Posted on 11 Feb 2010
In the wake of public and politicians' outcry over its controversial retention bonus practices, American International Group., Inc. (AIG) announced it will revamp its annual bonus program into a new "forced distribution plan" whose goal is to "pay the best people for their performance," says AIG CEO Robert Benmosche.
Under the plan, thousands of AIG employees will be ranked on a scale of 1 to 4 based on their performance relative to their peers, and their annual variable compensation, which may include bonuses, will be determined by their rank. Individuals ranked in the top 10% will get far more relative to their peers.
Similar forced-ranking systems have been used by large companies such as General Electric Co. under its previous chief executive, Jack Welch, to reward top performers and to weed out underperforming employees over time.
Benmosche learned the method from an ex-GE executive when they worked at Chase Manhattan Bank in the 1970s, and implemented such a system at MetLife Inc. while he was CEO of the New York-based life insurer from 1998 to 2006.
AIG's situation, however, is starkly different from those companies. The insurer is struggling to repay more than $90 billion in U.S. taxpayer money and has lost a number of key employees since its September 2008 bailout, which continues to attract negative publicity. Some company insiders worry the new performance initiative could create additional anxiety among employees at a time when morale in parts of AIG remains low, according to people familiar with the matter.
Benmosche says he strongly believes employees ought to know where they stand within the company. "The risk is that it will make people nervous. But where people are worried about their jobs, I believe it's helpful to know if they are doing well and are in the top 80%, or if they need to work harder," he said in an interview Wednesday.
"I want to make sure we're paying the best people for their performance," he said, adding the company also needs to "better differentiate performance in order to show the American public we are not just giving money away."
The move could help appease AIG's overseer on compensation issues, U.S. pay czar Kenneth Feinberg, who has taken issue with AIG's previous plans to pay retention bonuses to some executives at the corporate level and insurance units so long as they stayed at the company.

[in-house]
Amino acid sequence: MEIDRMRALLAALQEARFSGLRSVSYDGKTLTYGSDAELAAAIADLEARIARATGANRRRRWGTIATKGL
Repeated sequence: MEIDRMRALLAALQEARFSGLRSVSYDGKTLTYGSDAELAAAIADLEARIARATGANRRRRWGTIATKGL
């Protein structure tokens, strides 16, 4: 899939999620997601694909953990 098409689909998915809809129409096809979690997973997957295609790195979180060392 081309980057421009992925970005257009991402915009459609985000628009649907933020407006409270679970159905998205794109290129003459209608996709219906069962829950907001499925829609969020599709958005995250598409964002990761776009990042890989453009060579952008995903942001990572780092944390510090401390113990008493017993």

Feinberg last year told the AIG CEO that the company ought to have a strong process that ensures the company pays for performance, instead of making retention awards that aren't tied to performance criteria, recalls Benmosche.
Under the plan, only 10% of the ranked employees will get the top "1" ranking and stand to receive much more year-end incentive pay, which could comprise variable salary and bonuses, than those with lower rankings.
About 20% of employees on the scale would be ranked "2," and 50% would be ranked "3." Individuals in these two categories would generally be considered to have performed well or within expectations and would get meaningful incentive pay commensurate with their rankings.
A bottom group of 20% would be ranked "4" and receive lower variable pay. Details of the performance-management system have been planned at AIG since last fall. It is currently being implemented among an initial group of several thousand AIG staff, out of the more than 100,000 it employs world-wide.
Benmosche has made compensation a top priority since he started at AIG in August. At town-hall meetings over the last few months, he has told employees he wants them to be paid competitively and fairly for their work, in part through variable compensation.
"We ought to have enough flexibility to make sure that if you shoot the lights out in a given year, we have enough variability to give you a big increase for that year," the 65-year old CEO declared last summer.
Benmosche said performance-appraisal systems previously in place at AIG weren't discriminating enough. In one case, he said, there was a ranking system with four categories, but about half of the people got the highest rating, and half got the second rank. "You can't have 50% in the top," he said.
Last week, AIG announced the hiring of Sandra Kapell, a former senior MetLife human-resources executive who is expected to help manage and coordinate the forced-ranking system's rollout.
At MetLife, some staffers there "hated" the system, says Benmosche.
AIG, he said, is unlikely to impose a requirement that underperformers leave. GE, meanwhile, has in recent years shifted away from a ranking system based on numerical categories that cuts the bottom 10% of employees, but still aims for "employee differentiation" in its performance appraisals, a spokeswoman says.
A forced-ranking system can change a corporate culture and "help drive consistency across large organizations," says Ravin Jesuthasan, leader of the talent-management consulting practice for Towers Watson, a human-resources consultancy that isn't involved in AIG's planned ranking effort.
He adds the approach can work in turnaround situations by helping to foster more accountability, but could be risky if not communicated well or "if links to consequences like compensation and employment are not properly thought through."